Years later, both my two kids remember being looked after by my parents but most especially they remember Bar, my Mum, cooking these same foods for them. Again, it’s the comfort of the food. The simple “spag bol” with bread-crumbs used in the sauce to help bulk it up. The scrambled eggs on toast, the exact consistency & texture of which I consistently fail to replicate to their satisfaction. Every. Single. Time. As they would always tell me. And, of course, the dish of banana custard. No hard skin on that one from Bar. And all of them, multi-generational markers, all of them talismans, promising that — whatever the day had done to you, whatever you’d had to endure, whatever disappointments you’d suffered — here, here at the table, with these foods in front of you, here you were safe, here you were nourished, here you were loved.

I had another vivid memory last night of my grand-parents, who we nick-named Pop & Dot. I’d taken some French grey poupon mustard from the ‘fridge, plonked it into the sauce and then licked the spoon, biting down on the little grains left behind. And was instantly transported back to eating Dot’s cooking aged, I don’t know, maybe 6 or 7, and, wishing to be seen to be grown-up, spooning that same type of mustard onto my plate and remembering then how different and exciting and exotic, sharp, vinegary it seemed in comparison with the yellow Coleman’s that was all that was on offer at home (I remember my Dad telling me that Mr Coleman made his fortune from the mustard that we left on the side of the plate…). I can’t in all honesty claim this mustard moment turned me into a gourmand from that date on, but it’s a strong Madeleine moment.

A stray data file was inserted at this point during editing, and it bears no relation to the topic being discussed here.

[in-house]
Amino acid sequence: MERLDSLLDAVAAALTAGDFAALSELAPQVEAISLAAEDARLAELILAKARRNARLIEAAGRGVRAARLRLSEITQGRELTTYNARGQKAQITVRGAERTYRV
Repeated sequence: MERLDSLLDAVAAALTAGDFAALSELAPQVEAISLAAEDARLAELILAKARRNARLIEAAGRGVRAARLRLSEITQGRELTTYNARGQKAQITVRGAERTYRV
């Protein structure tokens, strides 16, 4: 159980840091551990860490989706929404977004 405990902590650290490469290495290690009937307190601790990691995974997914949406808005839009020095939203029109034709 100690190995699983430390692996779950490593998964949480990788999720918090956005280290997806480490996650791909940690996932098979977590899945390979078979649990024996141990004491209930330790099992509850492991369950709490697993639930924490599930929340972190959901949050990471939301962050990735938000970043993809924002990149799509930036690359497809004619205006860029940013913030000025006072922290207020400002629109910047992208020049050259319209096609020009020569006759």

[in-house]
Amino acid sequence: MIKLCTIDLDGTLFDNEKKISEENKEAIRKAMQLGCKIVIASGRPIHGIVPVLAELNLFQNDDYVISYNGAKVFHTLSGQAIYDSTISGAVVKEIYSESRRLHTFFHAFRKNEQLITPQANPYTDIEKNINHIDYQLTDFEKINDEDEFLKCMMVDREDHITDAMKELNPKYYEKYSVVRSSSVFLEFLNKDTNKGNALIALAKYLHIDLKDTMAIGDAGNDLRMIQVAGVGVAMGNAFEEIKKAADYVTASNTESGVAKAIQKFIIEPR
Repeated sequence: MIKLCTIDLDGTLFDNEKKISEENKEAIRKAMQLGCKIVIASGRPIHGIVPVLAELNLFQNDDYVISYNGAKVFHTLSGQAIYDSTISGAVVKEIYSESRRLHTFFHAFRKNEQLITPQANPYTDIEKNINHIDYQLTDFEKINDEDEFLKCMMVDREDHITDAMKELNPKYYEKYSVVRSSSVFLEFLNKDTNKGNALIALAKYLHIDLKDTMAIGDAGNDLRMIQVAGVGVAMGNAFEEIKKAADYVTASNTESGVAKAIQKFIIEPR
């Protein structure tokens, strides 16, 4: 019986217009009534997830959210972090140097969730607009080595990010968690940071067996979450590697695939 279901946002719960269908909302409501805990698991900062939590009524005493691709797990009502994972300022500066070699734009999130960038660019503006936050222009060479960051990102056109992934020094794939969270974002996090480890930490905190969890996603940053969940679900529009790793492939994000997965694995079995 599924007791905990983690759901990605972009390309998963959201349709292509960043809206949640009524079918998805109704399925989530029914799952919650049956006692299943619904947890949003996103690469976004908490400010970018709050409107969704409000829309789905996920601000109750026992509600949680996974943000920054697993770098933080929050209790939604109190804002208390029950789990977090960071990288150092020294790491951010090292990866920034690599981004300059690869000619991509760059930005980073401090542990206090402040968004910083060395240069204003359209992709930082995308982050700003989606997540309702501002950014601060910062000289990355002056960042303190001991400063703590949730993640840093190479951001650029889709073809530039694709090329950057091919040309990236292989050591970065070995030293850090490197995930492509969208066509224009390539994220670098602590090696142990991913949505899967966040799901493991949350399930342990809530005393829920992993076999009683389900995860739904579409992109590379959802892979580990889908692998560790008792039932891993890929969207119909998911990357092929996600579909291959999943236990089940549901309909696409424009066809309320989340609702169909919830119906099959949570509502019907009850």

Pop & car